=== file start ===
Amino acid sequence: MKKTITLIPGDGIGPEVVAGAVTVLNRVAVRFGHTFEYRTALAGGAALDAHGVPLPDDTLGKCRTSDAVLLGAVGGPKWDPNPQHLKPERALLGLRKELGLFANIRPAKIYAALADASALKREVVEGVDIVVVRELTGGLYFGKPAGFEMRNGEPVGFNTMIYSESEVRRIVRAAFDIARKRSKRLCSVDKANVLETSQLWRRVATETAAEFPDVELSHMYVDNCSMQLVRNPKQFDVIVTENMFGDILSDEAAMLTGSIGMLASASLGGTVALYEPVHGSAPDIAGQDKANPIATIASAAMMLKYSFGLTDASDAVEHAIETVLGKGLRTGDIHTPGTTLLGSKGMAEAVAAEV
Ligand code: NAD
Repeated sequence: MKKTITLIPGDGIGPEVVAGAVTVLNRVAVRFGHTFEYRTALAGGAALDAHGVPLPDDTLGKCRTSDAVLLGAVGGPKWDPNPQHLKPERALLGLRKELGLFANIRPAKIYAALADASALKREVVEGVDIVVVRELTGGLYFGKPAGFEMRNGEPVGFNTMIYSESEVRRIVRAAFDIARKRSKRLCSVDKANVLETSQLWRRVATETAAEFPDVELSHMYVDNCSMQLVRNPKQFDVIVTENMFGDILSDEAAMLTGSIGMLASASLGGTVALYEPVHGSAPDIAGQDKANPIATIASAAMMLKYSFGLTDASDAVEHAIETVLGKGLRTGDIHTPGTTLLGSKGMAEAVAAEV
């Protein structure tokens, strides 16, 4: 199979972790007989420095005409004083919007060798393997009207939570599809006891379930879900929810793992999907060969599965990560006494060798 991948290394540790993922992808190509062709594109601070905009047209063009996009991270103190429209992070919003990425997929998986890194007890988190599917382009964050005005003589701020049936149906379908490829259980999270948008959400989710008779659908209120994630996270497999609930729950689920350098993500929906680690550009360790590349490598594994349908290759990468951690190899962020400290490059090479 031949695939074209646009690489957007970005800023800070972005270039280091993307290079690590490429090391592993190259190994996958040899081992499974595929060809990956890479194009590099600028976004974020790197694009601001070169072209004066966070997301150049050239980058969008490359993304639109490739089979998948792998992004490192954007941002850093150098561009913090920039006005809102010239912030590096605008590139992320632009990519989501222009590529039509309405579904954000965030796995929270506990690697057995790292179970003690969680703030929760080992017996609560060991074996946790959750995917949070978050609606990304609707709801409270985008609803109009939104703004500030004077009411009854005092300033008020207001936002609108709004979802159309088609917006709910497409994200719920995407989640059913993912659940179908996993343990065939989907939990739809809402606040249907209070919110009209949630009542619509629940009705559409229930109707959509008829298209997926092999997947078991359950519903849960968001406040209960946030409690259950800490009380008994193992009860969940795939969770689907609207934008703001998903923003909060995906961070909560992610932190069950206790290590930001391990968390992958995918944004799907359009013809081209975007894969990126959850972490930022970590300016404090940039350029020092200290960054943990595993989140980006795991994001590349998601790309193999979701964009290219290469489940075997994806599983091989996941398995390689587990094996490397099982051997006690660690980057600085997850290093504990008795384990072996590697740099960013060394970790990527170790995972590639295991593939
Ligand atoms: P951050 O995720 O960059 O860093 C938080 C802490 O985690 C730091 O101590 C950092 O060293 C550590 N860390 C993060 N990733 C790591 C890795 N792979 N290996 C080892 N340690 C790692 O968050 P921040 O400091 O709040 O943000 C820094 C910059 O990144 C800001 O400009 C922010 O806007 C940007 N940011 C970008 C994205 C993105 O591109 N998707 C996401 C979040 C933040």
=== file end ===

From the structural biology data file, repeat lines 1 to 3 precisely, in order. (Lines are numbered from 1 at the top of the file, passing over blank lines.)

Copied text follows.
Amino acid sequence: MKKTITLIPGDGIGPEVVAGAVTVLNRVAVRFGHTFEYRTALAGGAALDAHGVPLPDDTLGKCRTSDAVLLGAVGGPKWDPNPQHLKPERALLGLRKELGLFANIRPAKIYAALADASALKREVVEGVDIVVVRELTGGLYFGKPAGFEMRNGEPVGFNTMIYSESEVRRIVRAAFDIARKRSKRLCSVDKANVLETSQLWRRVATETAAEFPDVELSHMYVDNCSMQLVRNPKQFDVIVTENMFGDILSDEAAMLTGSIGMLASASLGGTVALYEPVHGSAPDIAGQDKANPIATIASAAMMLKYSFGLTDASDAVEHAIETVLGKGLRTGDIHTPGTTLLGSKGMAEAVAAEV
Ligand code: NAD
Repeated sequence: MKKTITLIPGDGIGPEVVAGAVTVLNRVAVRFGHTFEYRTALAGGAALDAHGVPLPDDTLGKCRTSDAVLLGAVGGPKWDPNPQHLKPERALLGLRKELGLFANIRPAKIYAALADASALKREVVEGVDIVVVRELTGGLYFGKPAGFEMRNGEPVGFNTMIYSESEVRRIVRAAFDIARKRSKRLCSVDKANVLETSQLWRRVATETAAEFPDVELSHMYVDNCSMQLVRNPKQFDVIVTENMFGDILSDEAAMLTGSIGMLASASLGGTVALYEPVHGSAPDIAGQDKANPIATIASAAMMLKYSFGLTDASDAVEHAIETVLGKGLRTGDIHTPGTTLLGSKGMAEAVAAEV